Multiligament Knee Injuries and Their Treatment
Range of Motion, Articular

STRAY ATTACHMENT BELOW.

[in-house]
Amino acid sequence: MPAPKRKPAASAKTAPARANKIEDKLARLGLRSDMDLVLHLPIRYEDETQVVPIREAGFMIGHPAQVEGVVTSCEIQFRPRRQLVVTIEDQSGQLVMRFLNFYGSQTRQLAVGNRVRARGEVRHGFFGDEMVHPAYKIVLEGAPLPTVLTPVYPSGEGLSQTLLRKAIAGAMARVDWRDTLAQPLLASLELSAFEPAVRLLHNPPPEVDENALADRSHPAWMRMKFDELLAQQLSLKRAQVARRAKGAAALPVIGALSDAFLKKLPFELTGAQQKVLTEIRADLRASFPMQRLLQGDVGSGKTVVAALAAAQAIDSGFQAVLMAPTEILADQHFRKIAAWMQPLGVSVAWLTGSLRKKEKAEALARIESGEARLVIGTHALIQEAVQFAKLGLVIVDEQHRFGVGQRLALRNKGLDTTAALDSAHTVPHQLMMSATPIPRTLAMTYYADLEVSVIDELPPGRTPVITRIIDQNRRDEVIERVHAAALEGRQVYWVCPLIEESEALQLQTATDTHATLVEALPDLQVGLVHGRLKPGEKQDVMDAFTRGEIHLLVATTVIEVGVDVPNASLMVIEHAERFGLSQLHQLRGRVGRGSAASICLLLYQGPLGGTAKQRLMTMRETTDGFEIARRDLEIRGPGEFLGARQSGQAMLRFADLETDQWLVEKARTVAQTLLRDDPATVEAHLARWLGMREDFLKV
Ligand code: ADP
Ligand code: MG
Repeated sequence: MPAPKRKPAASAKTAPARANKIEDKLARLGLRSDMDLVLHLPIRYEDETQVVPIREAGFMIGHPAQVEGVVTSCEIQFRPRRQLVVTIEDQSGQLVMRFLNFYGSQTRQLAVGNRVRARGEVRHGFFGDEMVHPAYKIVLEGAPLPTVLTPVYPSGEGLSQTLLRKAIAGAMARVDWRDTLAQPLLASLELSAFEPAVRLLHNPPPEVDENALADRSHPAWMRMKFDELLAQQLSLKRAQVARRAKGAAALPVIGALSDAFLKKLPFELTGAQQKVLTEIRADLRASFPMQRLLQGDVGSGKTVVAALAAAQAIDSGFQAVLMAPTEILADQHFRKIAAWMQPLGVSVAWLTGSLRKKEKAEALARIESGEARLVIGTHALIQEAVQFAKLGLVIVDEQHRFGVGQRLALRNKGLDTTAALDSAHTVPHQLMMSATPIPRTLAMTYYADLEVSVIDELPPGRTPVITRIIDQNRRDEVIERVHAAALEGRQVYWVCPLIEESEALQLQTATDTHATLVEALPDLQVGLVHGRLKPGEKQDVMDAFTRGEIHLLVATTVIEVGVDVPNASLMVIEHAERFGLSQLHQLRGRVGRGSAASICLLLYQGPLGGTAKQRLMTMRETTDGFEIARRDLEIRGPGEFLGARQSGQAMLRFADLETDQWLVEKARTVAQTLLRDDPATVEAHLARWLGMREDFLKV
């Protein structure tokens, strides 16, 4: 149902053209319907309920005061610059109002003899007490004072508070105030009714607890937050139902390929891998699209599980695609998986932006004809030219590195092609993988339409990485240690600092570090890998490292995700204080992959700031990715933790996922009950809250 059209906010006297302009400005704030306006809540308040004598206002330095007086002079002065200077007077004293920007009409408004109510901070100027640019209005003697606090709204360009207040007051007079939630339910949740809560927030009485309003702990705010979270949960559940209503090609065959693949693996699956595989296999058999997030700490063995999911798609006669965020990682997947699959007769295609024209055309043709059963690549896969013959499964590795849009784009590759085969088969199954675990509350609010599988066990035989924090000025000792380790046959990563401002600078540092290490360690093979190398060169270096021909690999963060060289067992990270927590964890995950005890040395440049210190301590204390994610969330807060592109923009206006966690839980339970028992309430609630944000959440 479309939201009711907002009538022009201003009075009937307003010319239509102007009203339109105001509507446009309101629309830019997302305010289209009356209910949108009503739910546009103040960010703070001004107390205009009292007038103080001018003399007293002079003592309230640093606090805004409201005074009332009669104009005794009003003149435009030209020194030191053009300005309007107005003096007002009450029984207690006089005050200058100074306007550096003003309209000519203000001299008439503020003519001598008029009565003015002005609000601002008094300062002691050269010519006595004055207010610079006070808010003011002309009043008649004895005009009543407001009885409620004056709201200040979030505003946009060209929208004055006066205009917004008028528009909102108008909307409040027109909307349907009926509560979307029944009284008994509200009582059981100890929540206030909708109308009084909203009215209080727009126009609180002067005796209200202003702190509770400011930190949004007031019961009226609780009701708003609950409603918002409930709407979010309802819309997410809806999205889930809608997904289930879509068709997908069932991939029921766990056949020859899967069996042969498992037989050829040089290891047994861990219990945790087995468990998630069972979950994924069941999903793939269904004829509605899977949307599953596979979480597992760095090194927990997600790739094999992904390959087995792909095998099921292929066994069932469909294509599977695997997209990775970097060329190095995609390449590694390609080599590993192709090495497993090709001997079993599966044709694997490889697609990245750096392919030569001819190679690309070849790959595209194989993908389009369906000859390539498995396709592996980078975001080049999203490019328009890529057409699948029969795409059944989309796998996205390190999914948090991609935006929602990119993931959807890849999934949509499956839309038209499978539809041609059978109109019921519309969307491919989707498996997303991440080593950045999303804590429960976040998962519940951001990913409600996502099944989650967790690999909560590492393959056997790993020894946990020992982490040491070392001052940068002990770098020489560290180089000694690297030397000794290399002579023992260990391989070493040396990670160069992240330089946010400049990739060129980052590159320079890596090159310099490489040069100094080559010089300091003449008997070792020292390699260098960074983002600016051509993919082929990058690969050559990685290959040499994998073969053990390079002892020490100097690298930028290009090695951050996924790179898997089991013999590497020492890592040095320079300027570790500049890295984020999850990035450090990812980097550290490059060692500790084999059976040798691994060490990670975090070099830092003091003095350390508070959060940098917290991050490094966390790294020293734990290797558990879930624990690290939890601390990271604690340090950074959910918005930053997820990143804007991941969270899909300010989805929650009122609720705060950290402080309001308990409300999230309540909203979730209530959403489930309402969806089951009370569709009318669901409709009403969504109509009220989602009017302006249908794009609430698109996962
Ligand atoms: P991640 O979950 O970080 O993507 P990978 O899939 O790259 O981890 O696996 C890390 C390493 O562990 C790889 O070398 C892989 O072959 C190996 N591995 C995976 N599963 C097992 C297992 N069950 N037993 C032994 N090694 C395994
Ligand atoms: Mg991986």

Multiligament knee injuries are rare but potentially devastating. They require expeditious and thorough evaluation and treatment for best outcomes. Management consists of a careful history and physical examination, including a complete assessment of the neurovascular status with ankle-brachial indexes ± magnetic resonance angiography. Imaging should include plain radiographs, stress radiography as necessary, and possibly computed tomography scans if fracture is suspected. Magnetic resonance imaging is the modality of choice for evaluating the ligaments and soft tissues. Once evaluation is complete, the decision to proceed with surgery versus conservative management is made. We favor surgery in patients who are able to tolerate the procedure, are relatively high functioning, and are not obese. Surgery is performed at 10 to 14 days if repair is possible or it is delayed until at least 4 to 6 weeks from the time of injury if reconstructions are to be performed to minimize the risk of arthrofibrosis. We prefer allografts for our reconstructions rather than autografts to minimize morbidity and operative time. After surgery, patients may be anticoagulated with either aspirin or coumadin. With extensive, focused rehabilitation, patients can return to heavy labor and/or sports beginning at 9 to 12 months postoperatively. © 2010 Elsevier Inc.
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